Safe Electricity urges farm workers to be particularly alert to the dangers of working with tall equipment near overhead power lines. These lines are most often on the edge of fields and roadways, where equipment may pass getting to the field.
Sprayer arms, planter arms, tractors with antennas - any tall equipment could potentially come in contact overhead power lines if operators are not watchful. Equipment contacting power lines is cited as the most common accident resulting in farm electrocutions.
Be aware of increased height when loading and transporting tractors on trailer beds. Many tractors are equipped with radios and communications systems that have very tall antennas extending from the cab that could make contact with power lines. Avoid raising the arms of planters or cultivators near power lines, and never attempt to raise or move a power line to clear a path.
"Follow safe work practices at all times-even if it takes a little extra time-to prevent such tragic accidents," says Molly Hall, executive director of the Safe Electricity program. "Start by making sure everyone knows to maintain a minimum 10-foot clearance in all directions from power lines. It can be difficult to estimate distance, and sometimes a power line is closer than it looks. A spotter, someone with a broader view, can help."
Simply coming too close to a power line while working is dangerous as electricity can arc or "jump" to conducting material or objects, such as a ladder, pole, or truck. Remember, non-metallic materials such as lumber, tree limbs, tires, ropes, and hay will conduct electricity depending on dampness, dust, and dirt contamination.
When guy wires (a grounded wire used to stabilize utility poles) are broken, these normally neutral wires can be anything but harmless. If you hit a guy wire and break it, call the utility to fix it. Do not do it yourself. When dealing with electrical poles and wires, always call the electric utility.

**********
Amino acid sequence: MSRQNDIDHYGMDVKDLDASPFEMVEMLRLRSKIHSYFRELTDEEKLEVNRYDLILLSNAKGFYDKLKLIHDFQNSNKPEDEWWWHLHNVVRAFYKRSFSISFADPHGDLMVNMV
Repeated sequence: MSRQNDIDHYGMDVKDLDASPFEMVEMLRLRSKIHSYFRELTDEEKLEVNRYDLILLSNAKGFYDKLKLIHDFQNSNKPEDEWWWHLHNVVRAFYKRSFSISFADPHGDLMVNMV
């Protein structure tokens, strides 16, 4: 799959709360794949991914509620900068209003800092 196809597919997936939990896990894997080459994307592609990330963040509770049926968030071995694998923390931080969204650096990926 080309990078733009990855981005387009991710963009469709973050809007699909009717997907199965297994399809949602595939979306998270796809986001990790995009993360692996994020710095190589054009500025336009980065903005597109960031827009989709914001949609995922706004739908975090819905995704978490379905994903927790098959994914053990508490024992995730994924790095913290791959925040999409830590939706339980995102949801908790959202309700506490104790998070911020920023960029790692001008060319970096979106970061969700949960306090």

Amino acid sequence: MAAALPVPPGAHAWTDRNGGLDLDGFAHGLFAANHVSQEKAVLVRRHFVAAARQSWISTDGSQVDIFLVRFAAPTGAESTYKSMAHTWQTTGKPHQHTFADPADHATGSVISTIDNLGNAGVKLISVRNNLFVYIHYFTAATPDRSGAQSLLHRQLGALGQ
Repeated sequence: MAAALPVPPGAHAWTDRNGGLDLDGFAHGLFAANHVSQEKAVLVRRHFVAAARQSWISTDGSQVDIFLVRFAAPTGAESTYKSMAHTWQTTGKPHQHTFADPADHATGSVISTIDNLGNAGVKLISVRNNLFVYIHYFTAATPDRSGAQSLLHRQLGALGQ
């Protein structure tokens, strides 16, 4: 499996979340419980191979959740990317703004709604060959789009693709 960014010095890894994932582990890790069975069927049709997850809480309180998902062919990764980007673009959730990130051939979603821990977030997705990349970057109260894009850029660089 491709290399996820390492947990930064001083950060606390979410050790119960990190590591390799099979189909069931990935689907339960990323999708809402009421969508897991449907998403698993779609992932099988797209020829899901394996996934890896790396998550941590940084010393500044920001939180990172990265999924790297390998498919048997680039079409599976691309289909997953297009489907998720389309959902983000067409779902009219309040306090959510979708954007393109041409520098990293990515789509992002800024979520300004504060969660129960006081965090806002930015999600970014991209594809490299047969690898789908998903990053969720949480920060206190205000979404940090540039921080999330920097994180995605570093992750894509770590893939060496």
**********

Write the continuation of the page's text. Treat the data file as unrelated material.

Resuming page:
"If your equipment does come into contact with power lines, stay in the cab and call for help," explains Hall. "Don't try to maneuver out of the power lines yourself. You could make an incredibly dangerous situation even worse."
If the power line is energized and you step outside, your body becomes the path to the ground. Even if a line has landed on the ground, there is still potential for the area to be energized. Warn others who may be nearby to stay away and wait until the electric utility arrives.
"Leave the cab only if staying on it too dangerous, as in the case of fire. Then you must jump-not step-with both feet hitting the ground at the same time," Hall advises. "Do not allow any part of your body to touch the equipment and the ground at the same time. Hop to safety, keeping both feet together as you leave the area." Once you get away from the equipment, never attempt to get back on or even touch the equipment before the power has been shut off.
Owners and managers should make sure full-time and seasonal workers are educated on these safety precautions. Potentially dangerous areas need to be identified and marked as such. Designate preplanned routes that avoid these areas.
You may want to consider moving or burying power lines around buildings or busy pathways. When planning a new out building or farm structure, contact your electric utility for information on minimum safe clearances from overhead and underground power lines. Only the utility can measure line height. No one should attempt this without professional assistance.
For more electrical safety information, visit SafeElectricity.org.